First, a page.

NEWINGHAM, JAMES ALTON
Name: James Alton Newingham Rank/Branch: U.S. Civilian Unit: Date of Birth: Home City of Record: Date of Loss: 08 February 1969 Country of Loss: South Vietnam Loss Coordinates: 104936N 1065628E (YS126965) Status (in 1973): Released POW Category: Aircraft/Vehicle/Ground: Auto Other Personnel In Incident: John J. Fritz (released); Tanos E. Kalil (captured)
REMARKS: 730212 RELSD BY PRG
Source: Compiled from one or more of the following: raw data from U.S. Government agency sources, correspondence with POW/MIA families, published sources, interviews. Updated by the P.O.W. NETWORK 2008.
SYNOPSIS: Tanos E. Kalil, John J. Fritz and James A. Newingham were three U.S. civilians captured by Viet Cong forces on February 8, 1969 in Bien Hoa Province, South Vietnam. The three were held together as captives.
Two years into his captivity, Newingham's family was told he had died.
In 1973 Operation Homecoming occurred and 591 Americans were released by the Vietnamese. Two of those lucky Americans were John Fritz and James Newingham. John Fritz told of having been tortured and repeatedly thrown in a pit with snakes and scorpions. Being held in South Vietnam and Cambodia had its own horrors. Fritz and Newingham were lucky to be alive.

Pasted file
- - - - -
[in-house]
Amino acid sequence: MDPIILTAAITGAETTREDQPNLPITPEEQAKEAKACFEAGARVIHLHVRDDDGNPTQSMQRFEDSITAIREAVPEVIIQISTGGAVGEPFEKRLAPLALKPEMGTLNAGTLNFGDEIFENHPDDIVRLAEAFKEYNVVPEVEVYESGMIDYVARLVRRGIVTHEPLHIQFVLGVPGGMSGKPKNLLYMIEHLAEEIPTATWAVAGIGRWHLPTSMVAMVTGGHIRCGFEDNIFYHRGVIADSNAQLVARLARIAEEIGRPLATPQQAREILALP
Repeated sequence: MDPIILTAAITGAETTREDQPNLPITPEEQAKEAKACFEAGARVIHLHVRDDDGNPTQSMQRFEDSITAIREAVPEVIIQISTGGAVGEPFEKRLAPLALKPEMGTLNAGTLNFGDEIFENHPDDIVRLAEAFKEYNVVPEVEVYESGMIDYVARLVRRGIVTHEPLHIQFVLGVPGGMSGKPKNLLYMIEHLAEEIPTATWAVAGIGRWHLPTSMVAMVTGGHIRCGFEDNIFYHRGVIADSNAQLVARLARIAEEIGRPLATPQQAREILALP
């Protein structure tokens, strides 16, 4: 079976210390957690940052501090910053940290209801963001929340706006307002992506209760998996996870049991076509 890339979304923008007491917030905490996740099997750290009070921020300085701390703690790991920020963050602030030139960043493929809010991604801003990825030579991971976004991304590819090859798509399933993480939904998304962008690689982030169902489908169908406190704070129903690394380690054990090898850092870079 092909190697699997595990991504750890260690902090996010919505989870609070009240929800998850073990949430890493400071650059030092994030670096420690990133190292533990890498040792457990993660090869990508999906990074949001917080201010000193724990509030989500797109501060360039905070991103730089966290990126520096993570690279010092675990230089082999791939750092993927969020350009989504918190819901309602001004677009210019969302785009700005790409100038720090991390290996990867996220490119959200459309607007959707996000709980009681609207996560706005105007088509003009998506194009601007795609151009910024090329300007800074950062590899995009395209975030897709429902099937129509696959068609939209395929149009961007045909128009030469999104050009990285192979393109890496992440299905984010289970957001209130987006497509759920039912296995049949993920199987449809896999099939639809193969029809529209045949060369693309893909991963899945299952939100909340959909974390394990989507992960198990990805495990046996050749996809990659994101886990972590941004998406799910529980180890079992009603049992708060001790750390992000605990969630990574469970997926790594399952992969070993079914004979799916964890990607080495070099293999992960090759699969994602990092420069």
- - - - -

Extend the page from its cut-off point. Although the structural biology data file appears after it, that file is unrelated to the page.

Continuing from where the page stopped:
The two also told of Tanos Kalil's fate. In April 1969, they reported, Kalil fell ill with kidney problems. Because of poor medical attention and even poorer diet, the illness grew more serious and he ultimately died in June 1969 and was buried near camp.
The Provisional Revolutionary Government (PRG) listed Tanos Kalil as a prisoner who had died while in captivity. They did not return his remains to U.S. control. For over 20 years, the U.S. has been unable to bargain for even those Americans known to have been held captive and now are deceased. Many consider this an outrage.
Even more outrageous, certainly, is the mounting evidence that hundreds of Americans are still alive in Southeast Asia. While Vietnam and the U.S. hold talks which focus on the only remaining barrier to normalized relations being Vietnamese occupation of Cambodia, families of the nearly 2500 missing men stand by in helpless horror.
James "Rowdy" Newingham resides in Texas. In 2008, he mentioned that he was the only survivor of this incident. John J. Fritz was released but passed away in New Jersey 03/15/2001, Tanos E. Kalil did not survive captivity.